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Effect of smoking and gender on pulmonary function and clinical features in sarcoidosis.

Lung 2012 October
BACKGROUND: The effect of cigarette smoking on the clinical manifestations and progression of sarcoidosis is not well characterized. We sought to determine the effects of smoking in sarcoidosis patients and to evaluate for gender-specific differences.

METHODS: We examined the effects of cigarette smoking in 518 patients seen at the Sarcoidosis and Interstitial Lung Disease Center at Wayne State University using radiographic pattern, pulmonary function testing, and clinical features of the disease. We performed a separate analysis to evaluate for gender-specific differences based on smoking history.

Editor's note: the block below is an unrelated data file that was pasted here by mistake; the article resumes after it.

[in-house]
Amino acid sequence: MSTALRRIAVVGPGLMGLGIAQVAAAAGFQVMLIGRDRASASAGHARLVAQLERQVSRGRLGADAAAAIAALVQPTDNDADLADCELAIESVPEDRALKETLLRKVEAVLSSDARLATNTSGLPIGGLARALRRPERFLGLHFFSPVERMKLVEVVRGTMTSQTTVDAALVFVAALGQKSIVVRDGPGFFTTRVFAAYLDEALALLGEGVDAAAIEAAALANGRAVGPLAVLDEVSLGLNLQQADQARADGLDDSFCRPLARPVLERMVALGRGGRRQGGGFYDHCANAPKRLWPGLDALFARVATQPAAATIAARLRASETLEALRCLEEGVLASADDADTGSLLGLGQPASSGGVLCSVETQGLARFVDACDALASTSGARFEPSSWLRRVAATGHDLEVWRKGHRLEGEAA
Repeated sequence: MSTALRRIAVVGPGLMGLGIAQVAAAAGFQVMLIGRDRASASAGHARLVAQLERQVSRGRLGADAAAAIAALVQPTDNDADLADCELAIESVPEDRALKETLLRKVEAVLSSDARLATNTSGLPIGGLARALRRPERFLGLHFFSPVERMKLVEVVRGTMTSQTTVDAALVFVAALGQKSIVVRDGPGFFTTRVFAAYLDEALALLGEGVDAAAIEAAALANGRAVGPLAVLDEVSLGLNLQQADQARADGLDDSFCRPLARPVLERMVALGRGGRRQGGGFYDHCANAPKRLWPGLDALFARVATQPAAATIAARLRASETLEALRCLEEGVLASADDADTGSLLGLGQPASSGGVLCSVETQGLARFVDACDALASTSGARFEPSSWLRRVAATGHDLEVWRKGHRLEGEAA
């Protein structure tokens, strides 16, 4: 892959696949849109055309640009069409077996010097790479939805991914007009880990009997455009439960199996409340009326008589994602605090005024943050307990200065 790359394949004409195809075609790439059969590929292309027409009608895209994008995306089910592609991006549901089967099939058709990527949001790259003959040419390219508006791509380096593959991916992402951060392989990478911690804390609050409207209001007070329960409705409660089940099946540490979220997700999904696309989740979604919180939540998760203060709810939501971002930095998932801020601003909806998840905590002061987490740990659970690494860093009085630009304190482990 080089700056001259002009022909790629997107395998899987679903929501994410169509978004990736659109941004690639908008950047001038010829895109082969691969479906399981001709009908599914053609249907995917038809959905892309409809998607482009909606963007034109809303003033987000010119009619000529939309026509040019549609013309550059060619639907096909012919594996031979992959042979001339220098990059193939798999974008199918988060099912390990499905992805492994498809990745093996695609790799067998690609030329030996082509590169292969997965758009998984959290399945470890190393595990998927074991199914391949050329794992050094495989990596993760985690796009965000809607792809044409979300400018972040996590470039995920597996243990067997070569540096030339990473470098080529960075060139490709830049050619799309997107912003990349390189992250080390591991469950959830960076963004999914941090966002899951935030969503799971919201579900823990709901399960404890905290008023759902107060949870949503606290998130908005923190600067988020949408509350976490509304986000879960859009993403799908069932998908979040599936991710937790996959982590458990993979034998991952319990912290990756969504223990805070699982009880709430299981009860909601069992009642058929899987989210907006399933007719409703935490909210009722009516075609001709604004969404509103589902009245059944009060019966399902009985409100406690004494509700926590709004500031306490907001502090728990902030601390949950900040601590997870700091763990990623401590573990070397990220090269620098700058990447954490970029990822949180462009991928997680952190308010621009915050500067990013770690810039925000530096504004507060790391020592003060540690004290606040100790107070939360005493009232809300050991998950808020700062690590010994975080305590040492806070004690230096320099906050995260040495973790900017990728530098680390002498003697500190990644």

RESULTS: We found that smokers had significantly lower FEV(1) and FEV(1)/FVC values. Total lung capacity was not significantly different between smokers and nonsmokers, but diffusion capacity for carbon monoxide (DL(CO)) was significantly reduced in smokers. Gender-based statistical analysis showed a marked decrease in DL(CO) values among female smokers. Smokers were also found to have a higher incidence of extrapulmonary involvement as multivariate regression analysis demonstrated that both smoking and female gender are significantly associated with the development of extrapulmonary manifestations.

CONCLUSIONS: Our data indicate that both cigarette smoking and gender are important in shaping the clinical manifestations of sarcoidosis. The nature of the gender difference requires further study and may be related to differences in inflammatory response.

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